What would you like to hear more about regarding the thirties. What articles would you like to read?  I’d like to hear stories of people who have changed focus in their careers.

Knowing the Difference Between Memorial Day, Veterans Day and Labor Day by Your Thirties

Today I overheard someone asking the difference between Memorial Day and Veterans Day. This was not a child asking- it was someone in their fifties

Last year on Labor Day, a friend of mine was wondering whether or not to thank the military. (Short answer- sure, thank the military- but not because of Labor Day. Labor day has nothing to do with the military- it’s about American workers.)

So in case you’re not sure of the differences between the holidays, but are too embarrassed to ask, lets clear up the confusion right now, anonymously 😉

Memorial Day: Memorial Day is for honoring and remembering military personnel who died serving their country, particularly those who died in battle or as a result of battle wounds. The holiday originated right after the Civil War and is always celebrated the last Monday in May because that’s when flowers are blooming to decorate the graves of the dead. Read more about Memorial Day here.

Veterans Day: Veterans Day is a day to thank EVERYONE who’s served in the military, whether in wartime or peacetime. The day is especially to thank living veterans for their service, and to really show that all those who served, and not just those who died, have done their duty. Veterans Day was created after World War I and is always celebrated on November 11. Read more about Veterans Day here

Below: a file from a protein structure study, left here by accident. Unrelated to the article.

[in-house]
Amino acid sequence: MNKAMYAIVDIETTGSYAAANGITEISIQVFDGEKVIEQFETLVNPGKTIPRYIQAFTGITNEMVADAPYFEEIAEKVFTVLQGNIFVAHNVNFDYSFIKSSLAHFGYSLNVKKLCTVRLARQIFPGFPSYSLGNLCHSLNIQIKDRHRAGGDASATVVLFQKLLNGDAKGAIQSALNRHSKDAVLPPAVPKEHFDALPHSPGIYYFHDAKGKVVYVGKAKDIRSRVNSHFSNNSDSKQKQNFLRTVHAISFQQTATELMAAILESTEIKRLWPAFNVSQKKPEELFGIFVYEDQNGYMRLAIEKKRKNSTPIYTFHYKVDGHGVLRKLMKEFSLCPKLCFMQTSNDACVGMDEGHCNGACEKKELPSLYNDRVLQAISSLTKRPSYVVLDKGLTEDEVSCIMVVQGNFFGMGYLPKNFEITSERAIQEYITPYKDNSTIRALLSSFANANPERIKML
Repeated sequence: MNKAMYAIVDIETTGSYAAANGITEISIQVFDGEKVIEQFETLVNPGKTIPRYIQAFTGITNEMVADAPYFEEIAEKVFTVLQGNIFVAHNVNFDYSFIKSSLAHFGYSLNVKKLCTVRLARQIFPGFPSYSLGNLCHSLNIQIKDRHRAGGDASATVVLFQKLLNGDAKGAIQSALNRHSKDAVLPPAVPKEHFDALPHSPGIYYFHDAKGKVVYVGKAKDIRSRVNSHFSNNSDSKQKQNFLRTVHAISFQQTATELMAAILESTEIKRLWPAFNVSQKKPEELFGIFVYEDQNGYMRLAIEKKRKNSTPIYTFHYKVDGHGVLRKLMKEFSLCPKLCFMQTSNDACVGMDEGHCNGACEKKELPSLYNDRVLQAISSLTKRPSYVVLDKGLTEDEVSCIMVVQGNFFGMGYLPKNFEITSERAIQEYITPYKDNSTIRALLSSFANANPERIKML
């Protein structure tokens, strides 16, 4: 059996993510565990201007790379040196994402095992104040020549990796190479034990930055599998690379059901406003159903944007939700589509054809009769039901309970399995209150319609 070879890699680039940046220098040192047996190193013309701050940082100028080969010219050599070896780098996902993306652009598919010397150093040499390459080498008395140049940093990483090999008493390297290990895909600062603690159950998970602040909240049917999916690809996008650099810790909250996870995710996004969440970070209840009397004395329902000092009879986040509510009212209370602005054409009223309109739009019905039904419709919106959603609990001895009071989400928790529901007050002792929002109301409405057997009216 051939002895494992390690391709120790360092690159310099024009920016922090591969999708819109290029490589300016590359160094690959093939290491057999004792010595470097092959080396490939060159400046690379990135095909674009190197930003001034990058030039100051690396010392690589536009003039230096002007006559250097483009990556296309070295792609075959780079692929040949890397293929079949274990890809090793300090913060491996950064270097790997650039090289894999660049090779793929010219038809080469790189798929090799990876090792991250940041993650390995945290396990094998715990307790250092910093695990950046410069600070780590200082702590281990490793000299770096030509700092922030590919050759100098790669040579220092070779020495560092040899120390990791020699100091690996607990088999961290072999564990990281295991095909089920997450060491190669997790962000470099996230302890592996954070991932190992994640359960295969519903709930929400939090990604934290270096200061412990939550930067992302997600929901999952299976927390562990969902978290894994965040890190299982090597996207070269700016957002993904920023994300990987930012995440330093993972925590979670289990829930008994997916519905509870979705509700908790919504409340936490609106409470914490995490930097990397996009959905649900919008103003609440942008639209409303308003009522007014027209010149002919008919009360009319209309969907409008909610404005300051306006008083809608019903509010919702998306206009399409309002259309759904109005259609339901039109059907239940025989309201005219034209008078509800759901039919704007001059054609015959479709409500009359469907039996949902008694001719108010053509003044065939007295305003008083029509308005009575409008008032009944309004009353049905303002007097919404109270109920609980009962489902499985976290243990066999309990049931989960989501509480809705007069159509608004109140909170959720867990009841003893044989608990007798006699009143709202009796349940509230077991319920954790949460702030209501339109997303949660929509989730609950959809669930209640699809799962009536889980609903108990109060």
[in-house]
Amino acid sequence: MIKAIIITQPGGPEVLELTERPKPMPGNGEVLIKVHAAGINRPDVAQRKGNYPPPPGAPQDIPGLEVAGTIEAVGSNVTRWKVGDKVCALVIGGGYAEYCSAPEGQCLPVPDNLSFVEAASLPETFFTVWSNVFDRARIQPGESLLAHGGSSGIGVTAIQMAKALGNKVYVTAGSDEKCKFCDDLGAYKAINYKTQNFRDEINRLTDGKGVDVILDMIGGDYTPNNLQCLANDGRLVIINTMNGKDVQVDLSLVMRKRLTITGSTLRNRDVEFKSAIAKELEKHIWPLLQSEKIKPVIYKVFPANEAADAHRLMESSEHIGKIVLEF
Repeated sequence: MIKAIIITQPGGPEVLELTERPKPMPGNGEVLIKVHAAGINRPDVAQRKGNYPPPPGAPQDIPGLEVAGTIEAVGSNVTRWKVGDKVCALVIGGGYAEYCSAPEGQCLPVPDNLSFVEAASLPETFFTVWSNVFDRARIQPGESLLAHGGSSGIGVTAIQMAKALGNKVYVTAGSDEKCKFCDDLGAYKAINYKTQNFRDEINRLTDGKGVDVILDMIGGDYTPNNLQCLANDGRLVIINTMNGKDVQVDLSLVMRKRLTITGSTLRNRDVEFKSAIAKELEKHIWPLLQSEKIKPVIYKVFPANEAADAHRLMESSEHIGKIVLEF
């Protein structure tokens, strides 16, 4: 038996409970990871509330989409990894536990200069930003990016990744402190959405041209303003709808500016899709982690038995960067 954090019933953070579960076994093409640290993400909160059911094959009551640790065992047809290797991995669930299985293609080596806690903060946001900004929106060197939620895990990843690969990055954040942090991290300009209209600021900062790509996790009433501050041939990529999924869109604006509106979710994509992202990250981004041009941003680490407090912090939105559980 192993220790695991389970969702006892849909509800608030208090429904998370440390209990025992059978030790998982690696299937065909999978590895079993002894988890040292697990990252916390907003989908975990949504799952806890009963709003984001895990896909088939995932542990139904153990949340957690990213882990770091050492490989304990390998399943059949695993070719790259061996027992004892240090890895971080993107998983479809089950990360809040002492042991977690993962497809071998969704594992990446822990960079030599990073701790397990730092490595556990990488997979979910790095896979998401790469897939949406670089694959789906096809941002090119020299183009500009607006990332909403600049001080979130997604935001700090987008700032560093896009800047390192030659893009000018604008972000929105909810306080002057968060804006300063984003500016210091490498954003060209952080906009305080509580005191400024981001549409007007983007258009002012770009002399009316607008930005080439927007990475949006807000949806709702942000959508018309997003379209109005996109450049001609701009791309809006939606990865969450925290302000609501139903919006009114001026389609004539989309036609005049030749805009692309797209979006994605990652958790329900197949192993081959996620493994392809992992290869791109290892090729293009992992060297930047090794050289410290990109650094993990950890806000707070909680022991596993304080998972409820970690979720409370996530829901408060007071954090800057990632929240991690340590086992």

Labor Day: Labor Day is dedicated to the contributions and achievements of American workers. It was created in 1887 by the Central Labor Union and the Knights of Labor. It’s always celebrated the first Monday in September. Read more about Labor Day here.

Hope you had a beautiful Memorial Day weekend.

American flag flying in the wind

The Un-Official Start to Summer

While the summer doesn’t officially start until June 21st this year, Memorial Day always feels like the start of the summer ‘season’ to me. Maybe that’s because it’s when the beach lifeguards and the ice cream trucks came out at the long island country house my parents had. Year after year, memorial Day would mark the start of summer while Labor Day marked the end.

Since I moved to Los Angeles nearly two years ago, the start of summer hasn’t felt quite as pronounced as it did on the east coast. But for some reason, today it did. That’s probably because we went to Malibu and walked on a secret beach, and beaches remind me of restful rejuvenation when you can ‘reset’ yourself.

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Trying to ‘scare’ Aaron but clearly it’s not working

The summer to me always feels like a time to try something new in a relaxed, exploratory and fun way. Personally, I’m really hoping to finally get serious about exercise and eating better. I just got over a bad cold/cough that left me hacking up a lung every night and losing my voice. I realized that if I had been in better health all along, maybe I wouldn’t have been sick for over a week. I also finally admitted to myself that I probably eat 1-2 serving of fruits/vegetables every day since starting graduate school, and that’s  not good. So this summer, I want to find a way to incorporate eating well/exercise into my life in an enjoyable way.